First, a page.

Cyberpunk 2077 review addendum: we have to talk about console

Earlier this week, RPG Site posted its review of Cyberpunk 2077. We concluded that CD Projekt RED's hotly-anticipated new game didn't quite live up to the towering legacy of The Witcher 3 but was nevertheless an impressive achievement - though uneven, buggy, and often too immature for its own good.

As noted at the bottom of our review, RPG Site had early access to two copies of Cyberpunk 2077, both on the PC platform. We played it with two different specification machines for a combined play-time of well over 120 hours before putting pen to paper to write the review. We could not, however, test the console versions of the game. They were not made available to us.

Fast forward a couple of days and here we are, with access to the game on PlayStation and Xbox platforms. We did get our hands on these versions prior to release, but not until after the review embargo has lifted - and so it's important we check in on those versions of the game. Why so important, you ask? Well, because Cyberpunk 2077 on console may as well be a different game entirely.

Night City might be grand, but it looks nowhere near this nice on console.

On PC, we experienced bugs and issues ranging from minor hilarity around broken models and confused NPC scripting up to the more severe, like crashes to desktop and quest scripting bugs that'd leave some side quests locked from completion. Over the course of the review period, three patches were pushed to the game that drastically improved all of these issues, as well as performance. Quests un-froze, and the game generally became more reliable. We scored the PC version of the game confident that the issues that remained would be ironed out relatively quickly post-launch.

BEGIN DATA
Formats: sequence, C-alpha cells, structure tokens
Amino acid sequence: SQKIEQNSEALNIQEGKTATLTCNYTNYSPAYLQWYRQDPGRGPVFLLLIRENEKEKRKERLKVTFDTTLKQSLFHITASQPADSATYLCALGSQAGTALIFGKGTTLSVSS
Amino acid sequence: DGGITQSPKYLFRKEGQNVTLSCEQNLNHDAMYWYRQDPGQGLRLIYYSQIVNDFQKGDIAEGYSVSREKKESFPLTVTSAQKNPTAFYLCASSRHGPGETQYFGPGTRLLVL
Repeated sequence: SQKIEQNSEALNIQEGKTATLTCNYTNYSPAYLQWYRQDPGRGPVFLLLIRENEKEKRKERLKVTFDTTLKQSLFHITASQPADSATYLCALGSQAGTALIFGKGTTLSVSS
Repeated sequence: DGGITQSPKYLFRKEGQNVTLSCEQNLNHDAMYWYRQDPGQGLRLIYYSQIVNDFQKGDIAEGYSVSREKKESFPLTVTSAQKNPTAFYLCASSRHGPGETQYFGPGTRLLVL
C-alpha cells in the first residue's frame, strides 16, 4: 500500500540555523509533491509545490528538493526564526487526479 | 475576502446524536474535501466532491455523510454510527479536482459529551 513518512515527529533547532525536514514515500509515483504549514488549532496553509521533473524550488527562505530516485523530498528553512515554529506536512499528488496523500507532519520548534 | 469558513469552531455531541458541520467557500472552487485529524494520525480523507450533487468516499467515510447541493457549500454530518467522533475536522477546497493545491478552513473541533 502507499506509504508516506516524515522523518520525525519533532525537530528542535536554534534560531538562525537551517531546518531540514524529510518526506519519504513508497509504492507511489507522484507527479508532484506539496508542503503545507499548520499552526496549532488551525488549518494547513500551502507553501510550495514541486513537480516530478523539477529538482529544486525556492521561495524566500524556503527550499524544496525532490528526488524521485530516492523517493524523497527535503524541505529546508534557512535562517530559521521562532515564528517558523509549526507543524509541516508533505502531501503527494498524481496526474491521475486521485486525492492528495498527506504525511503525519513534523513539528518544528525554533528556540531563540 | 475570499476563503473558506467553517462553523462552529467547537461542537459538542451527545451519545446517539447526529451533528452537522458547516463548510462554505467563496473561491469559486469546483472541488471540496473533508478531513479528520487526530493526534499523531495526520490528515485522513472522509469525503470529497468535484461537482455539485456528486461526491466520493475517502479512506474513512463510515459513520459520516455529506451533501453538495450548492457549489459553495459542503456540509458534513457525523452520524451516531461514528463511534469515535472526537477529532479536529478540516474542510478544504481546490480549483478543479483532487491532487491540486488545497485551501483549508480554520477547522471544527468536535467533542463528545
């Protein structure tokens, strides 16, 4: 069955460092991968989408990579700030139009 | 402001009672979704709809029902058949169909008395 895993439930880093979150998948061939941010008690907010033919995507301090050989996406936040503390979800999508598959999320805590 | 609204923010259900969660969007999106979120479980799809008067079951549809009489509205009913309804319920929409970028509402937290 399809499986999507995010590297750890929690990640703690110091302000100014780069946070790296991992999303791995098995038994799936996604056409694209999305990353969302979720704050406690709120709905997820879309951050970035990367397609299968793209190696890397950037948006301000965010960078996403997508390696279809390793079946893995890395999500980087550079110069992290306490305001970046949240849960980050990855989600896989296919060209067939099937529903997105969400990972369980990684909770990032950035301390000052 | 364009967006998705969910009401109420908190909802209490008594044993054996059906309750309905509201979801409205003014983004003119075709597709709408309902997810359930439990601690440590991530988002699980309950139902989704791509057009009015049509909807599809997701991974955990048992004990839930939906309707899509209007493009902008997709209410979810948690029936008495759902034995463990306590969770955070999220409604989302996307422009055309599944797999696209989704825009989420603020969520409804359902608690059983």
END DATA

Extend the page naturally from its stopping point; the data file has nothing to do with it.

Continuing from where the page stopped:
The same cannot be said of the console release. In some cases it is fine - but in what appears to be the vast majority of cases, the performance and quality of the game is simply not up to scratch.

Exactly what you get out of Cyberpunk 2077 will vary greatly based on what model of last-generation console you find yourself using. On the base PlayStation 4 and original Xbox One, performance is shocking. Interestingly, we found the earliest phases of the game, during your life path origin story, to be generally more stable - but as soon as you hit the open streets of Night City at the onset of act 1, things get difficult.